Doing the Whole Foods thing on Saturday, grocery shopping as dear entertainment, I found this in the produce section. Broccoflower, I’m guessing — it wasn’t labeled. How could I not buy it and bring it home? Like a succulent, or a distant world, or, as Jeanne Kelley writes, like coral. We haven’t eaten it yet — will be a shame to break it up for the steamer or the toaster oven, in that peanut oil and salt way that caramelizes so nicely it makes even regular caulifower taste good.
Former Pasadena City Hall reporter Todd Ruiz was back in Pasadena for lunch last week at Sumi II — that’s Europane West, I suppose — a block from his old beat.
Ruiz has been living in Bangkok and blogging about political unrest and other news there for over a year. He also teaches English at Thailand’s oldest university. Next up is a radio gig at an English-language Internet station.
That’s a massive Kawasaki he’s about to mount with which his Dad is trying to lure him back stateside.
These guys — Dave Sams, director of golf operations at Brookside, and Bob Baderian, executive director of the First Tee Pasadena, the great golf-and-study-hall nonprofit — probably won’t ever have to pay to play in the Arroyo Seco. They work there.
But Thursday morning a group of consultants brought in by the city of Pasadena from the Urban Land Institute held a meeting in the Brookside clubhouse with interested Arroyo activists and neighbors, and, after several days of study, one of the notions they floated was the possibility of getting some cash flow out of one of the Southland’s premiere recreation areas by beginning to charge for parking.
Monetizing the Arroyo, in other words.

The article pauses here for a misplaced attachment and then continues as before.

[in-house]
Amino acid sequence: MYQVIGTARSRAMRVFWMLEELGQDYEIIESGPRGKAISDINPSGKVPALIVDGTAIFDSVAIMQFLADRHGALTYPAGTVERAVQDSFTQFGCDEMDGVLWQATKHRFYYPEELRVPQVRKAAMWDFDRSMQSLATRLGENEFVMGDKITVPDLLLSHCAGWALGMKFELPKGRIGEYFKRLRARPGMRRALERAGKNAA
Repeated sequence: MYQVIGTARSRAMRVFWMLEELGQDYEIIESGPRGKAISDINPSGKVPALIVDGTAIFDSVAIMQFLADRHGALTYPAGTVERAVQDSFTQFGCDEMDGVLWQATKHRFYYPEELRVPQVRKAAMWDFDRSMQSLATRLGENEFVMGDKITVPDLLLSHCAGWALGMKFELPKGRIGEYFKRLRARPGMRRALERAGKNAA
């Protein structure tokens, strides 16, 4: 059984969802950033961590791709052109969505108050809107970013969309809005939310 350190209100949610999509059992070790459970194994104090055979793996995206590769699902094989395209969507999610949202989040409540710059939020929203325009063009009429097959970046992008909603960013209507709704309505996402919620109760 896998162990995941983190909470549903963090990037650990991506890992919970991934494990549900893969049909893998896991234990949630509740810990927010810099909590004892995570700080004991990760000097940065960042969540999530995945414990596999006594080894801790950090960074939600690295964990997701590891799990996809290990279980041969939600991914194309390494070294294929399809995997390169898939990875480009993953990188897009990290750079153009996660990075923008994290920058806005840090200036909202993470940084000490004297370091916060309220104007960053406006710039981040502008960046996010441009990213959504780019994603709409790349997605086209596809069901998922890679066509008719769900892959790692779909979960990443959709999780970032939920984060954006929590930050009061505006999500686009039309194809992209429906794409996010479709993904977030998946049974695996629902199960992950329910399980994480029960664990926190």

Now, before we go nuts here, I need to emphasize that this is just an idea. One that I’m not quite sure how I feel about, as someone who has lived on one edge, then the other, of the fabulous canyon that runs through the city’s west side since 1971. Pay parking has a way of creating those mixed feelings.
But one way to look at it is that we the taxpayers of Pasadena pay lots to keep up this playground of runners, cyclists, hikers, dog walkers, picnic-ers, golfers, Frisbee fliers, radio-controlled aircraft pilots and more …
People pay to park most everywhere else. And as smart city planners note, there is no such thing as “free” parking anyway, anymore than there is a free lunch. Someone paid for that parking place and its upkeep and the roads you took to get there and the congestion to which you added.
One part of the notion is to have a permit for city residents at let’s say $10 a year; non-residents might pay, say, $75. Cheap for what you get: One of the great places to recreate in the world.
Lots more expensive than “free,” though. And speaking as a guy who declines to pay for the stupid Adventure Pass in the forest because we already pay taxes for the forest, well, you’re speaking to someone conflicted about this idea.
More in my column posted online tonight and in Friday’s paper-paper.